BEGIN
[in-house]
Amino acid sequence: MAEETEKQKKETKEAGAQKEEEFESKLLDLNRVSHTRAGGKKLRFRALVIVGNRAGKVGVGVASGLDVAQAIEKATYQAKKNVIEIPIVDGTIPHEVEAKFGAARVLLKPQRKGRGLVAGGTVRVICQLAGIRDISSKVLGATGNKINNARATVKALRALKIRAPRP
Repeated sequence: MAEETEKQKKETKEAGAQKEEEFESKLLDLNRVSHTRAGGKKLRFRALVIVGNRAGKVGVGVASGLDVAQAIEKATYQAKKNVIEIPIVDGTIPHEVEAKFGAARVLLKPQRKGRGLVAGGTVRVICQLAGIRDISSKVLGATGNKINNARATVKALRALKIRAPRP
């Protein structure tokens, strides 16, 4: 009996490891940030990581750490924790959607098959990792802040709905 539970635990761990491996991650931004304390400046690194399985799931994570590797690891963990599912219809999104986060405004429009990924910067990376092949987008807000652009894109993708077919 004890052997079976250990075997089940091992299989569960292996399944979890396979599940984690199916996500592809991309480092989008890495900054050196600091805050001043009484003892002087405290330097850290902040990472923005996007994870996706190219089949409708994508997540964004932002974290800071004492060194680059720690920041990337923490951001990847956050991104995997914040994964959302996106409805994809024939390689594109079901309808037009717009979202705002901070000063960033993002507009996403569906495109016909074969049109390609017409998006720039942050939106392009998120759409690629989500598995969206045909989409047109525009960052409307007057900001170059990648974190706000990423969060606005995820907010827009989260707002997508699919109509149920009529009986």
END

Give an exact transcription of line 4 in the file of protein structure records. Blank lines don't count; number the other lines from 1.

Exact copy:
């Protein structure tokens, strides 16, 4: 009996490891940030990581750490924790959607098959990792802040709905 539970635990761990491996991650931004304390400046690194399985799931994570590797690891963990599912219809999104986060405004429009990924910067990376092949987008807000652009894109993708077919 004890052997079976250990075997089940091992299989569960292996399944979890396979599940984690199916996500592809991309480092989008890495900054050196600091805050001043009484003892002087405290330097850290902040990472923005996007994870996706190219089949409708994508997540964004932002974290800071004492060194680059720690920041990337923490951001990847956050991104995997914040994964959302996106409805994809024939390689594109079901309808037009717009979202705002901070000063960033993002507009996403569906495109016909074969049109390609017409998006720039942050939106392009998120759409690629989500598995969206045909989409047109525009960052409307007057900001170059990648974190706000990423969060606005995820907010827009989260707002997508699919109509149920009529009986």